The authorities in China have ordered widespread testing and travel restrictions for the far western city of Kashgar after a single asymptomatic case of coronavirus was reported on Saturday.
Word of the restrictions spread rapidly on social media, with residents posting images of long lines of vehicles at traffic checkpoints and rapidly emptying grocery store shelves. Most flights into and out of the city were canceled on Saturday evening, but by Sunday morning some air travel had resumed.
A 17-year-old girl in a rural area outside Kashgar was found in regular testing to be an asymptomatic carrier, said the health commission for Xinjiang, the vast region in northwestern China that includes the city. Her close contacts were isolated and tested, and by Sunday afternoon, 137 asymptomatic cases had been discovered, all connected to a factory where the woman’s mother and father work.
The authorities in Xinjiang have not said how widely they will test in response to the latest case. Since the coronavirus was largely brought under control in China in late spring, the government has often responded to new outbreaks with mass testing, including in Beijing and the Xinjiang capital of Urumqi. This month, officials in the coastal city of Qingdao ordered that all 9.5 million residents be tested over five days after 12 cases were linked to a local hospital; no new cases were found.
Wu Zunyou, chief epidemiologist at the Chinese Center for Disease Control and Prevention, said that such mass testing may be unnecessary, and that more concentrated testing could achieve similar results with less cost.
“Focus on the source of the outbreak and radiate testing to a certain area around it,” he said in an interview on Saturday with the magazine China Newsweek. “When no cases can be detected, you stop. There is no need to blanket the city to do it.”
Since 2017, the government has carried out a widespread crackdown on Uighurs and other predominantly Muslim minorities in the Xinjiang region, and the outbreak of the virus there early this year prompted concerns that it could spread in the vast network of camps and prisons where hundreds of thousands of people have been detained. Hundreds of inmates and guards were infected in prisons in eastern China in February, but no such cases in detention have been acknowledged by the authorities in Xinjiang.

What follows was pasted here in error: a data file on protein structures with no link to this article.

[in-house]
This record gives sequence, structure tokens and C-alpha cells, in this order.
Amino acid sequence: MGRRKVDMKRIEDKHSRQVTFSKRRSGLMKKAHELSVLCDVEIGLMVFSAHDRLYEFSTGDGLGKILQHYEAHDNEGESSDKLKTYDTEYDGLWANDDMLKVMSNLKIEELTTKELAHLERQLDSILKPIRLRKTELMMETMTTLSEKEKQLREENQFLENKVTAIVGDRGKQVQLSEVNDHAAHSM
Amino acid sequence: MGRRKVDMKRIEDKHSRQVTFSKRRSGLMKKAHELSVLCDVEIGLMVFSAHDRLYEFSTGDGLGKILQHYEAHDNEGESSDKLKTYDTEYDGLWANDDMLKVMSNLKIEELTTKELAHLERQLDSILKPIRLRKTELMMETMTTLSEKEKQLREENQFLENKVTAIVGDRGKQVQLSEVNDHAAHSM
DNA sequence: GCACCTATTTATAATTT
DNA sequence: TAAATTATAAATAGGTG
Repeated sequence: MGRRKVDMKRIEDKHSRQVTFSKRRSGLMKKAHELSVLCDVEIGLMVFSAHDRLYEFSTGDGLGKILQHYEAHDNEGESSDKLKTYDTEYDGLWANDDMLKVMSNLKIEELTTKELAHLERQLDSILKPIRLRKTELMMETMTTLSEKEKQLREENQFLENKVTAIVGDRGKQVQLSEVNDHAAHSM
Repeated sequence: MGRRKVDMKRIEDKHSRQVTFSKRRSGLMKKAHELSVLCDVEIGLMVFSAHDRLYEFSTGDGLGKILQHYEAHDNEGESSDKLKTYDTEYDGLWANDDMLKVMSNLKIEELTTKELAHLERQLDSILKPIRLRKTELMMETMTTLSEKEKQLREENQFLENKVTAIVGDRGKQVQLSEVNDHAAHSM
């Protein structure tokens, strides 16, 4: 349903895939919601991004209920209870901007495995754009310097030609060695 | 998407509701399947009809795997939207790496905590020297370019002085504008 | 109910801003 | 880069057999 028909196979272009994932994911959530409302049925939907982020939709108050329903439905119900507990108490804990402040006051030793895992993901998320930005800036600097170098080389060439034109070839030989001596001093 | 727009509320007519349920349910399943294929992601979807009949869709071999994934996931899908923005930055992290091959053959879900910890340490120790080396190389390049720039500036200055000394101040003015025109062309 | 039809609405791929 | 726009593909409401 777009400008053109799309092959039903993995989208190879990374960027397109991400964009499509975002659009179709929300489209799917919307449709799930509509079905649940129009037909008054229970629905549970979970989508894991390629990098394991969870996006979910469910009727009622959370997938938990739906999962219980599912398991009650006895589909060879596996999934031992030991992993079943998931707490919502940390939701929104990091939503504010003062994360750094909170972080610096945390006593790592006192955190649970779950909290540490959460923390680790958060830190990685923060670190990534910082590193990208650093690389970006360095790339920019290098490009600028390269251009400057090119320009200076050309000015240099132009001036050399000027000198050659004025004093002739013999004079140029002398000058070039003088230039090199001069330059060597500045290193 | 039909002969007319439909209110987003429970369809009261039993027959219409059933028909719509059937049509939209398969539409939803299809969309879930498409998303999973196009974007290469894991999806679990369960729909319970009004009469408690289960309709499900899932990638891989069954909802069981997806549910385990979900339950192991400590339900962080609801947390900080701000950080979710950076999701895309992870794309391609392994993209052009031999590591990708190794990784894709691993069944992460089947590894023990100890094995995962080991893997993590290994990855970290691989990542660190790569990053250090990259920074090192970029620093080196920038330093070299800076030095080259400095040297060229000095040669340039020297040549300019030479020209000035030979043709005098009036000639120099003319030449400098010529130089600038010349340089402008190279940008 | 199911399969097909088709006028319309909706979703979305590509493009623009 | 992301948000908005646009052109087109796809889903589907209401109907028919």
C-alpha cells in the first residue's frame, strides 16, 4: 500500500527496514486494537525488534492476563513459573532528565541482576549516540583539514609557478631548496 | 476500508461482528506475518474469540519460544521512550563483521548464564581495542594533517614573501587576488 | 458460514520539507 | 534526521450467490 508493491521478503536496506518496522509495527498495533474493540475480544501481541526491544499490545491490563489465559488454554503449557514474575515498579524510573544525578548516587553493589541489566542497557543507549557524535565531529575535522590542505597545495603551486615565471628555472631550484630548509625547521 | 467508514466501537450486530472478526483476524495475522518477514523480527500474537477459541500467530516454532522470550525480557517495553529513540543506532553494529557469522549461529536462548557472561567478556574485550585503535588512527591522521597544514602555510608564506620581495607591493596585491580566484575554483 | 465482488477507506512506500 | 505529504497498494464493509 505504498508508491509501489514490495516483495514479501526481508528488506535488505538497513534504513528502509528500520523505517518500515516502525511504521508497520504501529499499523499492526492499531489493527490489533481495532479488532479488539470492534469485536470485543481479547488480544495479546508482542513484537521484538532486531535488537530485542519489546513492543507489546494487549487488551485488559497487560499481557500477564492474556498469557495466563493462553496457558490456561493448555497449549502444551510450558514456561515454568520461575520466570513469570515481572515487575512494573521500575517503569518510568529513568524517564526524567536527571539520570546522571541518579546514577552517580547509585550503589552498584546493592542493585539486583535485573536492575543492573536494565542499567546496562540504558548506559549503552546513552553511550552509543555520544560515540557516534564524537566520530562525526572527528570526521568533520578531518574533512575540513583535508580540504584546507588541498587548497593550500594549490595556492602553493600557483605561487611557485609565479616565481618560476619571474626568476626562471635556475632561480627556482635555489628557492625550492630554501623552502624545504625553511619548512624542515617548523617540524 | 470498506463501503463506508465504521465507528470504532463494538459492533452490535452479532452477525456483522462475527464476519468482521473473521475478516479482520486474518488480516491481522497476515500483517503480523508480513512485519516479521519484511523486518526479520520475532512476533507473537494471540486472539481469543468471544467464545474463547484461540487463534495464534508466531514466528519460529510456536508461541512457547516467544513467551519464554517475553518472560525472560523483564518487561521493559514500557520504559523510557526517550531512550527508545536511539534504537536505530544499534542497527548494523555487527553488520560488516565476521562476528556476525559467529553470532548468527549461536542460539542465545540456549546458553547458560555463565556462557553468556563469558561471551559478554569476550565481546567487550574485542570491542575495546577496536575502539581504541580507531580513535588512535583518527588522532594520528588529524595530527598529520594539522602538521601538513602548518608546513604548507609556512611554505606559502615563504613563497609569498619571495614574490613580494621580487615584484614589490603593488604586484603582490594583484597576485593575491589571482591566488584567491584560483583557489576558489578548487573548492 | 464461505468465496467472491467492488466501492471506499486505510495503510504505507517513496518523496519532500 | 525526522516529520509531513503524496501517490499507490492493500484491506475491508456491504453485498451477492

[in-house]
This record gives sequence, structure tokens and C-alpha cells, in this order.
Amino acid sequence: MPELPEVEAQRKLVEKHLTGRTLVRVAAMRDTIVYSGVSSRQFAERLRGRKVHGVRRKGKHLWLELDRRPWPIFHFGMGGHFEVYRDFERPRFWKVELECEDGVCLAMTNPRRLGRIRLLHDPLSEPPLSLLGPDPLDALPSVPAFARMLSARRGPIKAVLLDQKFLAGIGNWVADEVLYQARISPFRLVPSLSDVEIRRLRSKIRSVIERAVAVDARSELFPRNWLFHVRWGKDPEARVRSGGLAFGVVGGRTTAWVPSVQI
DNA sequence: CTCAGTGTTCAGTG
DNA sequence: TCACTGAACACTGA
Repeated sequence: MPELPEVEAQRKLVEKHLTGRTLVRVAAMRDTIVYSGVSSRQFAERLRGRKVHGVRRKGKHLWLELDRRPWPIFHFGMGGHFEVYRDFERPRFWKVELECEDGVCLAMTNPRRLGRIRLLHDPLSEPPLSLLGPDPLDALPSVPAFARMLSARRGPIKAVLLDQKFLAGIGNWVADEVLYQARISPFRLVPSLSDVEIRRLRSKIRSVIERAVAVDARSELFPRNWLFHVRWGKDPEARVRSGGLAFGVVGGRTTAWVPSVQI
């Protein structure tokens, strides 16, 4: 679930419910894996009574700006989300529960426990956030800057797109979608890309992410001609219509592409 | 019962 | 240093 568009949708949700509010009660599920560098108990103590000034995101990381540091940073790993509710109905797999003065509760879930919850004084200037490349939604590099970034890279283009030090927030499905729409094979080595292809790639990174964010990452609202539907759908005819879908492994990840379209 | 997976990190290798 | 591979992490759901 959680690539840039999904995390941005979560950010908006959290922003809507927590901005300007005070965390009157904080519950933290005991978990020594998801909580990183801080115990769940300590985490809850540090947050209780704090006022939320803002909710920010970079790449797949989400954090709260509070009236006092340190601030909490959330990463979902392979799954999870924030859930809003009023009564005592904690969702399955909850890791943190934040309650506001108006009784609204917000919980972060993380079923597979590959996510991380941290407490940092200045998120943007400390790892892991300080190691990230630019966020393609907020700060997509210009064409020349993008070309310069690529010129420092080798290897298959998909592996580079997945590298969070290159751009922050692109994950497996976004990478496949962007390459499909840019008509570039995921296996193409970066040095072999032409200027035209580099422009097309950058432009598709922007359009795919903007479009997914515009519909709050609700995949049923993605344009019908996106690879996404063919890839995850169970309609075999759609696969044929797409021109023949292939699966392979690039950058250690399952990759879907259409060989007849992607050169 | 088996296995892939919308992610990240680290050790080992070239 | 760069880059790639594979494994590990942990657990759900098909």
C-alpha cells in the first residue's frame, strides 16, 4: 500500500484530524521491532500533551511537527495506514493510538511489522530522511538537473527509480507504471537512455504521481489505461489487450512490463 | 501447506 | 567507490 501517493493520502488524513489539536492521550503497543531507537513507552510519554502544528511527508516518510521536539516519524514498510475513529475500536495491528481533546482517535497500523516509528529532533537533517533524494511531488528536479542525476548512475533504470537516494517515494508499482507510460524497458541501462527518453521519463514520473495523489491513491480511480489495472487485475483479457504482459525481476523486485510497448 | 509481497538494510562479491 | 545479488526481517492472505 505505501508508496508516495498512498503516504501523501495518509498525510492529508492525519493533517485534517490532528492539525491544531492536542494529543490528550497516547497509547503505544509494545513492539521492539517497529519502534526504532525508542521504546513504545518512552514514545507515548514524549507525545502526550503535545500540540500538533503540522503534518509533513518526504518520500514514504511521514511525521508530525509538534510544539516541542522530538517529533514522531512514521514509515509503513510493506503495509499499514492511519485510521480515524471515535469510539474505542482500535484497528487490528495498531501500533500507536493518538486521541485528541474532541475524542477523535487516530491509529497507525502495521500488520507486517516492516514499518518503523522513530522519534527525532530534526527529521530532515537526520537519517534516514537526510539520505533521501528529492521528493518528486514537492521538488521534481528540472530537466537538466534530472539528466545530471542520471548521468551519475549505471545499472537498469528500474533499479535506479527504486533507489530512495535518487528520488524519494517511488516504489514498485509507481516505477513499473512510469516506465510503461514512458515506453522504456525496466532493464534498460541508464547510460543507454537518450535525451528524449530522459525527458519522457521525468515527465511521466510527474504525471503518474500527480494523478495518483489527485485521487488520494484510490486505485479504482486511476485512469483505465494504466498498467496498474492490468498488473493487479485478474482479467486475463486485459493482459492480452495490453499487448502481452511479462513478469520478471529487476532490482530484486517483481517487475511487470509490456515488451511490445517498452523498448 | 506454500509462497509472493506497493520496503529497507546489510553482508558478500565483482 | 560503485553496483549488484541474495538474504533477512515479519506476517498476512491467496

Since the coronavirus emerged in the city of Wuhan late last year, the Chinese mainland has reported 94,457 cases and 4,634 deaths, according to a New York Times database. The government does not include asymptomatic cases in its official count.
In other global developments:
The government of Spain agreed on Sunday to reintroduce a nationwide state of emergency, overriding a raft of regional restrictions put in place in recent weeks to help stop a second wave of coronavirus cases. Among the initial plans is a nighttime curfew, which officials hope can hold down infections and help salvage an economy that is sinking into one of Europe’s deepest recessions. The International Monetary Fund recently forecast that Spain’s economy would shrink 12.8 percent this year, compared with an average of 8.3 percent among nations that use the euro.
In India, where the virus has raged through the vast population, the governor of India’s central bank, Shaktikanta Das, said on Sunday he had tested positive for the coronavirus. “Asymptomatic,” he wrote on Twitter. “Feeling very much alright.”
Colombia has surpassed one million coronavirus cases, becoming the eighth country to do so after the United States, India, Brazil, Russia, Argentina, Spain and France.
An expected announcement about the easing of restrictions in Melbourne, Australia, which has been on one of the world’s strictest lockdowns since early July, was delayed on Sunday pending the results of at least 1,000 coronavirus tests after an outbreak in the city’s northern suburbs. Dan Andrews, premier of the surrounding state of Victoria, said that while he was not yet able to announce the details, he still expected restrictions to be eased by Nov. 1. Prime Minister Scott Morrison and other federal officials, who have criticized the lockdown as excessive, called the announcement’s delay a “profound disappointment.” Also on Sunday, the Victoria Racing Club said that no spectators would be allowed at the Melbourne Cup, Australia’s biggest thoroughbred horse race, scheduled this year for Oct. 31.